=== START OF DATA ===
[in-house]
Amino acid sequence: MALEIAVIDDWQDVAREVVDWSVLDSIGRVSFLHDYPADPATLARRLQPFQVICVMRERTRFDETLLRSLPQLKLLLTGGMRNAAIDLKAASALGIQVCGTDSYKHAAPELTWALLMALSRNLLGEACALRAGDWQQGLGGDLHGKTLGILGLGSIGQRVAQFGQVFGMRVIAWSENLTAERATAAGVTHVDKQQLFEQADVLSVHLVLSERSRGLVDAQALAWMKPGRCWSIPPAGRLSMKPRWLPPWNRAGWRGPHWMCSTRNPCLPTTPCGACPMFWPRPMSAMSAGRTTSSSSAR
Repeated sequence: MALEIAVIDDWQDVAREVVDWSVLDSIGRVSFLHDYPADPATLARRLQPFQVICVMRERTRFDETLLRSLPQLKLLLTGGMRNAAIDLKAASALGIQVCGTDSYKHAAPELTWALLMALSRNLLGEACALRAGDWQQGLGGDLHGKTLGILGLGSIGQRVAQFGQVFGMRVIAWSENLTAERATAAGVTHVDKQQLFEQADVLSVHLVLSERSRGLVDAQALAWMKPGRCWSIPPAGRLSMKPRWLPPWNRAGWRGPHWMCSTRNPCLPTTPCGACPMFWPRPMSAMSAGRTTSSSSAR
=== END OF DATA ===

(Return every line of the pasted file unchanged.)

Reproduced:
[in-house]
Amino acid sequence: MALEIAVIDDWQDVAREVVDWSVLDSIGRVSFLHDYPADPATLARRLQPFQVICVMRERTRFDETLLRSLPQLKLLLTGGMRNAAIDLKAASALGIQVCGTDSYKHAAPELTWALLMALSRNLLGEACALRAGDWQQGLGGDLHGKTLGILGLGSIGQRVAQFGQVFGMRVIAWSENLTAERATAAGVTHVDKQQLFEQADVLSVHLVLSERSRGLVDAQALAWMKPGRCWSIPPAGRLSMKPRWLPPWNRAGWRGPHWMCSTRNPCLPTTPCGACPMFWPRPMSAMSAGRTTSSSSAR
Repeated sequence: MALEIAVIDDWQDVAREVVDWSVLDSIGRVSFLHDYPADPATLARRLQPFQVICVMRERTRFDETLLRSLPQLKLLLTGGMRNAAIDLKAASALGIQVCGTDSYKHAAPELTWALLMALSRNLLGEACALRAGDWQQGLGGDLHGKTLGILGLGSIGQRVAQFGQVFGMRVIAWSENLTAERATAAGVTHVDKQQLFEQADVLSVHLVLSERSRGLVDAQALAWMKPGRCWSIPPAGRLSMKPRWLPPWNRAGWRGPHWMCSTRNPCLPTTPCGACPMFWPRPMSAMSAGRTTSSSSAR